Dixie Fire 75% contained after two months of burning

Wildfire Watch

Cal Fire: 7 a.m. Dixie Fire Incident Update

PLUMAS COUNTY, Calif. (KTXL/AP) — The Dixie Fire reached 75% containment Monday morning as more than 4,300 fire personnel continue to battle the blaze two months after it sparked.

California’s largest recorded single wildfire in history, which started July 13, has burned 960,335 acres — over 1,500 square miles. 

Monday, President Joe Biden is expected to visit Northern California to survey wildfire damage, following a briefing at the California Governor’s Office of Emergency Services.

Late last week, dangerous fire weather put crews on edge. Light rain fell over the flames, but crews said the rain wouldn’t help much because the forest is extremely dry. 

960,335Acres Burned
75%Contained
1,471Structures Threatened
1,329 (736 Residences)Structures Destroyed
Sept. 13, 7 a.m. Cal Fire Numbers

Cal Fire Chief Thom Porter said that only twice in California history have blazes burned from one side of the Sierra Nevada to the other, with the Caldor and Dixie fires.

Marcus Pacheco, an assistant fire engine operator for Lassen National Forest with 30 years of experience, died last week from an unidentified illness. He was assigned to the Dixie Fire burning north of the Caldor Fire, authorities said.

Three firefighters and a fire captain were hospitalized Aug. 7 after a weakened tree fell and struck them, a San Diego County Cal Fire crew reported

Click or tap here to see the current fire perimeter.

The U.S. Forest Service announced it will temporarily close all California national forests through Friday to limit the chances of new fires igniting. 

More than 1,600 structures remain threatened by the Dixie Fire, Cal Fire reported Sunday morning. At least 1,329 structures have been destroyed, including 736 single and multi-family homes. Ninety-five structures have been damaged.

The numbers reflected may change as crews make progress through the area. Officials are updating a map indicating the current known status of structures. Click here to view the map.

Cal Fire reported priority areas in the Dixie Fire’s West Zone crews will concentrate on building containment lines on the northern part of the fire.

Crews are focused on patrolling containment in the Devil’s Punchbowl and Grizzly Peak areas in the fire’s East Zone. Crews will also mop up the areas of Lake Davis to Clover Valley, Dixie Valley, Portola and east of Milford.

Fire crews are also protecting structures within Genesee, Dixie Valley, Lake Davis area, Milford and Taylorsville.

The Dixie Fire reduced downtown Greenville to rubble in early August. Plumas County District 2 Supervisor Kevin Goss, along with his community, hopes the town can rebuild through fundraisers and low-interest loans.

Plumas County officials are working with the California Governor’s Office of Emergency Services to find a temporary housing community for the displaced. They hope to have a temporary firehouse in Greenville by Oct. 1.

By Friday afternoon 72 Lassen County residents and 214 Plumas County residents were still under evacuation orders, according to the California Office of Emergency Services.

Because evacuation orders and warnings are changing frequently, Cal Fire is directing residents to the social media pages of local law enforcement and forest management.

Residents can also sign up for their county’s CodeRed emergency alert system for evacuation information using the links below.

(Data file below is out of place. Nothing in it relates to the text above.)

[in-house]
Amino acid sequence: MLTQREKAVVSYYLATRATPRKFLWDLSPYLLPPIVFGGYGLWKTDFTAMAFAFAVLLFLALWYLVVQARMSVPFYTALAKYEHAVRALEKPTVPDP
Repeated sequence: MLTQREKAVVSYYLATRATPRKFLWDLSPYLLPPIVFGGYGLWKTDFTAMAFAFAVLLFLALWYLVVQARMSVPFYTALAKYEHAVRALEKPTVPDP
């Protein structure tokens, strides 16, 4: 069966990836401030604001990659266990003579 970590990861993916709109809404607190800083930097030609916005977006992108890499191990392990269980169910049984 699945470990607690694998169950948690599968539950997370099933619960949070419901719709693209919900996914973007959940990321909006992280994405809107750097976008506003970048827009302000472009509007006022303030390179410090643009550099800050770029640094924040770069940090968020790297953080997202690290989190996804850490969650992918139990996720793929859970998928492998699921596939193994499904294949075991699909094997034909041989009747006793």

The following location has been listed as evacuation centers:

  • Holy Family Catholic Church at 108 Taylor Avenue in Portola, CA in Plumas County [FULL]
  • Sparks Convention Center Hall #5 at 4590 South Virginia Street in Reno, NV
  • Word of Life Assembly of God Church at 37341 Main Street off Highway 299 in Burney, CA

Evacuees in need of help can also contact American Red Cross at 855-755-7711.

Residents impacted by the Dixie Fire can obtain general relief supplies like clothing, groceries and personal hygiene items at the following locations:

  • Community Assistance Network
    176 Lawrence Street, Quincy
    Mondays, Wednesdays, and Fridays, 10 a.m. – Noon
    Tuesdays and Thursdays, 2 p.m. – 4 p.m.
    *Groceries
  • Chester Elks Lodge
    164 Main Street, Chester
    Mondays, Wednesdays, and Saturdays, 3 p.m. – 6 p.m.
    *Beginning Saturday, Sept. 11 through the month of September
    *General relief supplies
  • Quincy Seventh-Day Adventist Church
    2333 Pine Street, Quincy
    Wednesdays and Sundays, 3 p.m. – 6 p.m.
    *Beginning Sunday, Sept. 12
    *General relief supplies

Officials shared an evacuation map, with areas in red representing mandatory evacuations and the yellow areas being evacuation warning zones.

Returning residents are asked to stay vigilant, Cal Fire warned. Smoke may still be coming from trees and stumps, but residents should call 911 if they grow concerned about active flames.

Road and highway closures are being reported by Caltrans on its website. People traveling in the area should follow egress route directions in the evacuation notification because GPS can lead drivers to hazardous areas, Cal Fire warned.

Officials also advise motorists to call 1-800-427-7623 for highway information.

The Dixie Fire merged with the nearby Fly Fire, which started July 22. Pacific Gas & Electric has reported to California utility regulators that its equipment may be linked to both fires.

PG&E equipment has repeatedly been linked to major wildfires, including the Camp Fire that ravaged the nearby town of Paradise and killed 85 people.

Click or tap here for additional information.

The Associated Press contributed to this report.

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